How is the industry faring in the battle against RWIs? Is it complying with local and federal health laws? Soon-to-be published findings from a research project that polled health officials nationwide should provide some answers.

Accu-Tab Chlorination System, part of Atlanta-based Axiall Corp.’s Water Treatment Products division, partnered with the National Association of City and County Health Officials to conduct a study designed to determine if and where our nation’s public pools are falling short of compliance.

NACCHO, which represents 2,800 health departments across the United States, polled inspectors on their protocols and experiences in examining recreational water facilities.

Preliminary findings suggest that we could do better.

• 75 percent of respondents reported a commercial pool being shut down by their agency within the past two years.

Of those that reported a shutdown …

• 90 percent attributed it to low sanitizing levels

• 61 percent said it was due to pH being out of balance

• 53 percent attributed it to cloudy water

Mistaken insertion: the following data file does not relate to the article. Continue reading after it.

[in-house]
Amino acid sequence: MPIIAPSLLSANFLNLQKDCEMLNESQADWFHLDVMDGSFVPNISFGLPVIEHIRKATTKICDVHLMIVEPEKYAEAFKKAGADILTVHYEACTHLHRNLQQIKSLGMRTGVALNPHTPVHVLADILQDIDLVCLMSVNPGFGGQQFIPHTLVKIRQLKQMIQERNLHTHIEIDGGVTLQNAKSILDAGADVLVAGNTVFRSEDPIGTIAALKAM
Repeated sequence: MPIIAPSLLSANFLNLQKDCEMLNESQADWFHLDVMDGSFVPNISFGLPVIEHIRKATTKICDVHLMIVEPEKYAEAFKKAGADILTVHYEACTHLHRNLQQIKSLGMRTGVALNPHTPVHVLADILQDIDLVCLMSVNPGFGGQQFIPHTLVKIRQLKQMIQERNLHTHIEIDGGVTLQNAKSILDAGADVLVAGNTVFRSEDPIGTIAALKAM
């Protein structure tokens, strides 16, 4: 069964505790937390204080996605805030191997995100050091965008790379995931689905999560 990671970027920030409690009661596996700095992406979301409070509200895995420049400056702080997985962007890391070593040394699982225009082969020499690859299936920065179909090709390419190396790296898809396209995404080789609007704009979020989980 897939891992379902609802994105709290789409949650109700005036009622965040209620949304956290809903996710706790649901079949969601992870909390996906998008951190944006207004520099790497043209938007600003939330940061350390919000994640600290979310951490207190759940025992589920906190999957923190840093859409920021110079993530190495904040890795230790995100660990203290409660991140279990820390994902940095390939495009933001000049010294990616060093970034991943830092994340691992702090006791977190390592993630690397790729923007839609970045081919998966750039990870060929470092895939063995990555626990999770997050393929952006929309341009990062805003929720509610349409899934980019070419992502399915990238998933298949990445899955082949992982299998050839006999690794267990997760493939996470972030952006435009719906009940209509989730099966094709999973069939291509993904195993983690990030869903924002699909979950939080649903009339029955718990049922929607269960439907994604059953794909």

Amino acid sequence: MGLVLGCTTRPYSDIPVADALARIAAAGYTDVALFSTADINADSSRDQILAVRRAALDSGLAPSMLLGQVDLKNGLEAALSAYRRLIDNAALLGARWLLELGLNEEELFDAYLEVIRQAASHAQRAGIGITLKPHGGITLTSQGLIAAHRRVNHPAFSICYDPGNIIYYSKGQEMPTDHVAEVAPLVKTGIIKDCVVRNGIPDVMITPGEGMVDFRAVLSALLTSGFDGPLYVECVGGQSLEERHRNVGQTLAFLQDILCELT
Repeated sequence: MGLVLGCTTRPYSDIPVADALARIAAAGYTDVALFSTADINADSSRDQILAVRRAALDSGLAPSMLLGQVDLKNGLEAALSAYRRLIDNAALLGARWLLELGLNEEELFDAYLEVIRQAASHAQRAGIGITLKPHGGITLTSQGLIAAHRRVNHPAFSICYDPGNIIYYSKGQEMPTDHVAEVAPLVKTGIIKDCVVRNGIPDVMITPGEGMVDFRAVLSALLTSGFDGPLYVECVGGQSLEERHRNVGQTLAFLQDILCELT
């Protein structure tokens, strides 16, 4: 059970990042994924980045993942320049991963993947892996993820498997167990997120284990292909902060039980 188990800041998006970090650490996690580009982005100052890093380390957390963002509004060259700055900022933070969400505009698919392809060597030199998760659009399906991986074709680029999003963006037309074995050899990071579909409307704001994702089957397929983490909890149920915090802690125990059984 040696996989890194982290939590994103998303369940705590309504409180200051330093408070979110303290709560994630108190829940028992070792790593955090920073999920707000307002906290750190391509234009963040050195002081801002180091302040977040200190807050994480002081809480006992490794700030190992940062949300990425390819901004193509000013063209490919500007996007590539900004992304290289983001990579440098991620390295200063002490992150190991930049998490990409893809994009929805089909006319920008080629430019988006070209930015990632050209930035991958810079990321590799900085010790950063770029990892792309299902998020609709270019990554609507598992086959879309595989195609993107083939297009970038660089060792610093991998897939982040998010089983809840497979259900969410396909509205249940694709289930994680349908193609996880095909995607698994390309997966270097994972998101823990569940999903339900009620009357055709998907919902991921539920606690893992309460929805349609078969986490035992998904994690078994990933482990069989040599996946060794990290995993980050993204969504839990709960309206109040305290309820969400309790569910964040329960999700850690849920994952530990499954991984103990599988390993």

None of this came as a shock to Barry Grisez. “That sounds pretty close to what you’d normally see,” said the program manager at Ohio’s Cuyahoga County Board of Health.

The survey also found that — and this won’t come as a surprise — apartment complexes are some of the biggest offenders. It’s well known in the industry that homeowners associations are routinely behind the curve when it comes to compliance. Now we’ve got hard data. Fifty-four percent of respondents reported that two out of three apartment complex inspections yield violations.

The final report also will delve into compliance with the Virginia Graeme Baker Pool and Spa Safety Act, as well as reveal what implications the upcoming Model Aquatic Health Code will present.

“Anything that comes up in that survey, I’ve got to imagine, has to in some way be addressed through the Model Aquatic Health Code,” Grisez said.

The upcoming report is a follow-up to a similar study Accu-Tab conducted in 2008, but this one promises to be more comprehensive.

“There’s a lot of anecdotal information out there,” said Frank Schiffman, senior marketing manager for Axiall’s water treatment products group. “This is far from anecdotal.”

The full study will arm operators and inspectors with information that can be put into practice to prevent RWIs and lawsuits.

“This really is serving as baseline data for us and for our members, and how we move forward in [combating] recreational water illness,” said NACCHO’s Jennifer Li, director for environmental health, and health and disability.

NACCHO and Accu-Tab will present the findings at the National Swimming Pool Foundation’s World Aquatic Health Conference in Portland, Ore., on Oct. 8-10.